Finding meaning in unmade plans
By “Kelsea,” aka Becca McCaughey
Welcome to the last installment of my On Rotation Diary! My name is Becca McCaughey, and I am a recent graduate of the University of Iowa College of Pharmacy. Over the past year, I’ve been writing this column anonymously, but today I reveal my identity and offer final thoughts as my time as a student pharmacist comes to an end.
Pharmacy schools across the country graduate thousands of new pharmacists each year, but the class of 2021 has conquered some unique and unprecedented challenges along the way. It started with our APPE rotations getting flipped upside down due to COVID-19, continued with national meetings and residency interviews being held virtually, and ended with revised graduation ceremonies far from those we’ve dreamt about.
Despite these challenges and more, here we are, standing at the cusp of our careers stronger and more resilient than ever before. We are well equipped to leverage our skills as we begin serving patients, expanding the role of the pharmacist, and transforming health care delivery throughout our careers as pharmacists.
Doing more with less
I wish I could say all hardship is behind us, but I don’t believe that to be true. We have all heard from preceptors and residents that being a pharmacist is challenging in a variety of ways. We all want to provide the best care to patients and expand pharmacists' roles within health care systems, but those goals may feel impossible at times with our limited resources.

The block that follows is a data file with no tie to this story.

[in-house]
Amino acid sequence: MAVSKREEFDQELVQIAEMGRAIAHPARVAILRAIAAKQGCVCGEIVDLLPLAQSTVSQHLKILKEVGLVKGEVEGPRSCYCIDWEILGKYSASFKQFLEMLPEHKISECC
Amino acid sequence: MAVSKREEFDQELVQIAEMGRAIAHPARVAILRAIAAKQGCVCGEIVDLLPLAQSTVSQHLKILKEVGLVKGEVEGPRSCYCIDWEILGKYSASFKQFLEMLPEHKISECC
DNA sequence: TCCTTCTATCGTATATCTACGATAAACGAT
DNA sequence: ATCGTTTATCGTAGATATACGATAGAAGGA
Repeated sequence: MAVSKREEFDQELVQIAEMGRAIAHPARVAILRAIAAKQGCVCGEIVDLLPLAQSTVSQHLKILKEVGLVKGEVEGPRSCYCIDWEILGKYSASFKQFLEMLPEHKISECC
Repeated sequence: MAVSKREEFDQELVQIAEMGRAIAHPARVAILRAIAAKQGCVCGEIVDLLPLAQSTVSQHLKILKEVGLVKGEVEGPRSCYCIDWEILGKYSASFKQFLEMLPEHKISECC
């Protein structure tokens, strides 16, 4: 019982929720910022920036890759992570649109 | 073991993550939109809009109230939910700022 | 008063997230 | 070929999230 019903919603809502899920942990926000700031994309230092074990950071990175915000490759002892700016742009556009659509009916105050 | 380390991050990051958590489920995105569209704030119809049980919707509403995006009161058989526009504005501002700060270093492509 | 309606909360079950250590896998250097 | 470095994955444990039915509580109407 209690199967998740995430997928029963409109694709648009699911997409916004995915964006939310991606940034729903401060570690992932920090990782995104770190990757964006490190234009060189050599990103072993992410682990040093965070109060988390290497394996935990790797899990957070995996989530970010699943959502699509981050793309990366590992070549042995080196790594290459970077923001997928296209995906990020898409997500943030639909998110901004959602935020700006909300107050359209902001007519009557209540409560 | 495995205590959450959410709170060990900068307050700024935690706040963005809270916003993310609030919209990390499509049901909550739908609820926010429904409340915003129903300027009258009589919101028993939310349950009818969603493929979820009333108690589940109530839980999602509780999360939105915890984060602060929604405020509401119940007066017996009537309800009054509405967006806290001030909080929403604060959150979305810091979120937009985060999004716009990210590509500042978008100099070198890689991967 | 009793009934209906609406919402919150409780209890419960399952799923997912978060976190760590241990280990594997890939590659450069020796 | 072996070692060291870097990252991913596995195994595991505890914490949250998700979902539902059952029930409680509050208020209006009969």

Until pharmacists are nationally recognized as health care providers and sustainable reimbursement mechanisms for pharmacy services are established, we will always be expected to do more with less. Untangling and overcoming this conundrum is a top priority for APhA, and our continued membership and involvement with the organization will pave the way for a brighter future for our profession.
Taking nothing for granted
One of the greatest lessons the pandemic taught me is to be truly grateful for the people, opportunities, and personal growth I have had over the last several years. For me, isolation felt lonely and vacant at times. In this seemingly empty space, I realized how blessed I am to have things worth longing for in solitude. As our lives return to a pre-pandemic state, I hope to never lose sight of how full and joyful my life is.
Thank you for walking with me on this journey through my APPE year. Having the privilege of writing this On Rotation Diary is something I will cherish for a very long time. Best of luck to all of us in our future endeavors. Cheers to the class of 2021!